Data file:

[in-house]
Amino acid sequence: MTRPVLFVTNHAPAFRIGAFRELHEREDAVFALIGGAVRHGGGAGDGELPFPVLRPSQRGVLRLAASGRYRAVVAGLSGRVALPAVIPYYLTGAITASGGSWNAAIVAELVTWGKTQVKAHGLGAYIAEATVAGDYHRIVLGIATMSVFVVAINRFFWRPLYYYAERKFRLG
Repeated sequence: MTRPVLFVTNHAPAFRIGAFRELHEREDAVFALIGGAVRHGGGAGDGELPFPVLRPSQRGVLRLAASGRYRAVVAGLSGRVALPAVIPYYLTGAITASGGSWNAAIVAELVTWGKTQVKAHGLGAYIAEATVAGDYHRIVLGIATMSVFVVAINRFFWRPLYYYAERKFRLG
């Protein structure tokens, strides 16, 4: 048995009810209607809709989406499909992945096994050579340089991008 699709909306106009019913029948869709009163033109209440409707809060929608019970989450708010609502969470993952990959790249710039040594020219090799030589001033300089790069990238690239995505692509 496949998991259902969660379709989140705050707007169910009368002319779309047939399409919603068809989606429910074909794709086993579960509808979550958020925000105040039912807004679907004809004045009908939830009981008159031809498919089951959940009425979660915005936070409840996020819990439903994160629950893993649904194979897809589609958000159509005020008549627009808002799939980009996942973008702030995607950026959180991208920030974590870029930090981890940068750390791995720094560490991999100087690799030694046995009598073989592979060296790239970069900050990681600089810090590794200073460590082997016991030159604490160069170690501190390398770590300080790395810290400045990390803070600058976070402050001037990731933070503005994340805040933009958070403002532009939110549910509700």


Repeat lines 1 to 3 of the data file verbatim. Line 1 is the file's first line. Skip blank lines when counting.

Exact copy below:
[in-house]
Amino acid sequence: MTRPVLFVTNHAPAFRIGAFRELHEREDAVFALIGGAVRHGGGAGDGELPFPVLRPSQRGVLRLAASGRYRAVVAGLSGRVALPAVIPYYLTGAITASGGSWNAAIVAELVTWGKTQVKAHGLGAYIAEATVAGDYHRIVLGIATMSVFVVAINRFFWRPLYYYAERKFRLG
Repeated sequence: MTRPVLFVTNHAPAFRIGAFRELHEREDAVFALIGGAVRHGGGAGDGELPFPVLRPSQRGVLRLAASGRYRAVVAGLSGRVALPAVIPYYLTGAITASGGSWNAAIVAELVTWGKTQVKAHGLGAYIAEATVAGDYHRIVLGIATMSVFVVAINRFFWRPLYYYAERKFRLG